<--- Art Gallery --->
Maria Caspar-Filser (August 7, 1878 - February 12, 1968) was a German painter. She lived and worked mainly in Munich.
Life and work
Maria Filser grew up in rural southwestern Germany. She studied at the Art Academy in Stuttgart and the Academy of Fine Arts in Munich. She married the painter Karl Caspar, who had been a childhood friend and neighbour, in 1907 and took the name Caspar-Filser. In 1909 she became a member of the Deutscher Künstlerbund (German Association of Artists). In 1913, she was the only woman among the founding members of the artists' association Münchener Neue Secession. In 1925 she became the first German woman painter to be awarded the title of professor. She taught at the Academy of Fine Arts in Munich. In 1928 she took part in the Venice Biennale. Caspar-Filser primarily painted flowers, gardens and landscapes, influenced equally by Impressionism and Expressionism.
The Nazis considered Caspar-Filser's paintings "degenerate" and began to persecute her. In 1933 she lost her professorship. In 1936, Caspar-Filser's paintings were removed from an exhibition at the Neue Pinakothek. In the wake of the Degenerate Art Exhibition in Munich on July 19, 1937, her artworks were removed from all museums and public collections and/or destroyed. That same year (some sources say the year was 1944, after her Munich house was destroyed in a bombing raid), due to Nazi hostility, she settled with her family in Brannenburg, where she lived until her death.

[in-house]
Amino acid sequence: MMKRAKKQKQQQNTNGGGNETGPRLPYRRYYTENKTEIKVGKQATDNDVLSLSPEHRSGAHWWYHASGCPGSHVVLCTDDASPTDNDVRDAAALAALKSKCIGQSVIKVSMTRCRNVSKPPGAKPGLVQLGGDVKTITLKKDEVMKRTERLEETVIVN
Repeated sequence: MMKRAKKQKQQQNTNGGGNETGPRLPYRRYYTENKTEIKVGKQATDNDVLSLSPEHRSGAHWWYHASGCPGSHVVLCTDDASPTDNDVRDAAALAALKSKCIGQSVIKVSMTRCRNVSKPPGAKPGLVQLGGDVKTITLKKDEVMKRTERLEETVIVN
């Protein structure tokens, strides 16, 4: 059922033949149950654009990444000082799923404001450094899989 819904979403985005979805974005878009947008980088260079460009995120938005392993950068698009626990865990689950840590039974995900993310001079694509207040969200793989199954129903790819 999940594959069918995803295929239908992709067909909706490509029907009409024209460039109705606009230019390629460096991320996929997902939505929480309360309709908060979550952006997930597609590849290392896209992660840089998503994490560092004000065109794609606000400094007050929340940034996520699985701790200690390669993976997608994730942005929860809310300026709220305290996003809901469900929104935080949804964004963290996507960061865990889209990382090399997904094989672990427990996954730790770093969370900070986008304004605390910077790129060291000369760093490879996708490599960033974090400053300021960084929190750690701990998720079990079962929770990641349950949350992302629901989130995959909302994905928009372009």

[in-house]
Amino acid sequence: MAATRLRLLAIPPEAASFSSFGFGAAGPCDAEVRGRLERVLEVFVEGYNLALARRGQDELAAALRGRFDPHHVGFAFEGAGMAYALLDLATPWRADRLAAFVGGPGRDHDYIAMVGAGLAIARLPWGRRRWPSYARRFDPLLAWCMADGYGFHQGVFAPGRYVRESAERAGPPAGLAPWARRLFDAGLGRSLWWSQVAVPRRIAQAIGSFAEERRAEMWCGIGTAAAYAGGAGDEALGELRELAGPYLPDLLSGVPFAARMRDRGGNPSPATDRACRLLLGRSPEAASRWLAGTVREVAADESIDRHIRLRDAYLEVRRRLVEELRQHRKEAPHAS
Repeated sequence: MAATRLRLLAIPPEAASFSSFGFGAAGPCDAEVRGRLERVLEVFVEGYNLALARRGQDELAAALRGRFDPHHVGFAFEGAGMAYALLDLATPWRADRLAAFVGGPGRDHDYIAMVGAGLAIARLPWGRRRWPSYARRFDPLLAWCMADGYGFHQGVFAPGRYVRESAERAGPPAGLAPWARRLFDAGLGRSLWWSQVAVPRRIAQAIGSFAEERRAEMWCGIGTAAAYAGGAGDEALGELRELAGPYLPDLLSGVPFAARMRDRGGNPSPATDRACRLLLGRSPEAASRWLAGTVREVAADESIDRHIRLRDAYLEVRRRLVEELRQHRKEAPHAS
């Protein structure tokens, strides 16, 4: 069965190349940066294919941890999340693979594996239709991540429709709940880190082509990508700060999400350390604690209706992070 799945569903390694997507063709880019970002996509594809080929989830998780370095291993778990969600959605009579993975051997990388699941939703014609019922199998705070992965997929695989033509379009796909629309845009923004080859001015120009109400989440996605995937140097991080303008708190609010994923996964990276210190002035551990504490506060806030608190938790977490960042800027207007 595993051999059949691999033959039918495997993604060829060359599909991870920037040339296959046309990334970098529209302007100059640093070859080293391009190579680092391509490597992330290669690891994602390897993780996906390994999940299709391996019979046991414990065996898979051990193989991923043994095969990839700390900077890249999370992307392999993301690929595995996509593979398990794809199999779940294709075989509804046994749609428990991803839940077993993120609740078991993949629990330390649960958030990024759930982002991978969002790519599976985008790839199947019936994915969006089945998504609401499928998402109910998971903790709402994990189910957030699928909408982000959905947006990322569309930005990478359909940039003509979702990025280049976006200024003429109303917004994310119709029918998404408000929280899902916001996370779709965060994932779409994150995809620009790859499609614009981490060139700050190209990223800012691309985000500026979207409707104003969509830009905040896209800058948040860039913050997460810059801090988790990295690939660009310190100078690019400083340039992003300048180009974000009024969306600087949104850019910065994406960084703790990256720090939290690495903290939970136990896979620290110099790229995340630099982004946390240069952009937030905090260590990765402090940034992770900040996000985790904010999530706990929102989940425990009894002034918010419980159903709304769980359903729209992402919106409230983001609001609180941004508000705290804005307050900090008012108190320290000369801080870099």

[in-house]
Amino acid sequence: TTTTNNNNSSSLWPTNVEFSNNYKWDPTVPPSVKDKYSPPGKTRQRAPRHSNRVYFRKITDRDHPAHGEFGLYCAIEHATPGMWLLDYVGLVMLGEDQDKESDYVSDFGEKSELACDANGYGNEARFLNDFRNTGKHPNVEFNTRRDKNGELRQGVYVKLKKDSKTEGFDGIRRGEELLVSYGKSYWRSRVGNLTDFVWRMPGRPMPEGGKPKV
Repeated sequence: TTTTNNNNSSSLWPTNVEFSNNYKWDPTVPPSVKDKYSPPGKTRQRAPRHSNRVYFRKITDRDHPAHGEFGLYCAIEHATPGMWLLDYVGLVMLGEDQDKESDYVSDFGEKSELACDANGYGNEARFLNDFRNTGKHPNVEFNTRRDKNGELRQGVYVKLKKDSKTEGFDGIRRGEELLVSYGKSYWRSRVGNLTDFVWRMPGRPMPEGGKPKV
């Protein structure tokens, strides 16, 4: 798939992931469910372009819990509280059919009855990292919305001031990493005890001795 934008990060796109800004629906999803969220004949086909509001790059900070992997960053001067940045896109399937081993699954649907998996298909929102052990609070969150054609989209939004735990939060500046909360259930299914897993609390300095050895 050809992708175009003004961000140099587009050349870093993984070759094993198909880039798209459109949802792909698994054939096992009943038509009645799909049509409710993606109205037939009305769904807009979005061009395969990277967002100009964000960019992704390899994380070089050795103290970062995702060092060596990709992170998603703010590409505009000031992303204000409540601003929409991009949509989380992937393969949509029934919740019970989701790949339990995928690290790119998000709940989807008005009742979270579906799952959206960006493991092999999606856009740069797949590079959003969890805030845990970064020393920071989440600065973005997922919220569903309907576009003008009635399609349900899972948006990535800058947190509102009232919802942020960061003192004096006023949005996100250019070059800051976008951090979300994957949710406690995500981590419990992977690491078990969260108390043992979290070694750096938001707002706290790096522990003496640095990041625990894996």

In 1947, Caspar-Filser became the first recipient of the Prize in Visual Arts of the City of Munich. A year later she again participated in the Venice Biennale. In 1950 she was one of the founding members of the re-established Deutscher Künstlerbund. In 1951 she became a member of the Bavarian Academy of Fine Arts. In 1952, she was awarded the Upper Swabian Art Prize, jointly with her husband. In 1959, she became the first woman painter to be awarded the Order of Merit of the Federal Republic of Germany. She was awarded the Medal of the City of Paris at an exhibition at Musée National d'Art Moderne in 1961. In 1962, she was awarded the Culture Prize of the City of Rosenheim.
Her brother Benno Filser worked as a publisher in Augsburg and Munich.
An exhibition of her paintings was held, for the first time in over two decades, at Hohenkarpfen Art Museum, from March to July 2013. The exhibition was organized in cooperation with the city of Ochsenhausen and took place in the Ochsenhausen monastery.
Wirth, Günther, eds. (1993). Maria Caspar-Filser - Karl Caspar. Verfolgte Bilder [Maria Caspar-Filser - Karl Caspar. Persecuted images.] (in German). Albstadt: City Gallery. ISBN 3-923644-53-1.
Wirth, Günther (1982). Kunst im deutschen Südwesten von 1945 bis zur Gegenwart [Art in southwest Germany from 1945 to the present] (in German). Stuttgart: Hatje Cantz Verlag.
"Maria Caspar-Filser" (in German). Rosenheim city archives. Retrieved January 26, 2014.
"Obituary of Maria Caspar-Filser". Der Spiegel (in German). Retrieved January 26, 2014.
Simon, Stefan (April 9, 2013). "Neuer Blick auf eine bedeutende Malerin" [A new look at an important painter]. Südkurier (in German). Retrieved January 26, 2014.
Simon, Stefan (April 2, 2013). "Hoch geehrt - aber die internationale Anerkennung bleibt aus" [Highly honored - but without international recognition]. Schwarzwälder Bote (in German).
"Maria Caspar-Filser". Art Directory. Retrieved 26 January 2014.
Retrieved from "http://en.wikipedia.org/"
All text is available under the terms of the GNU Free Documentation License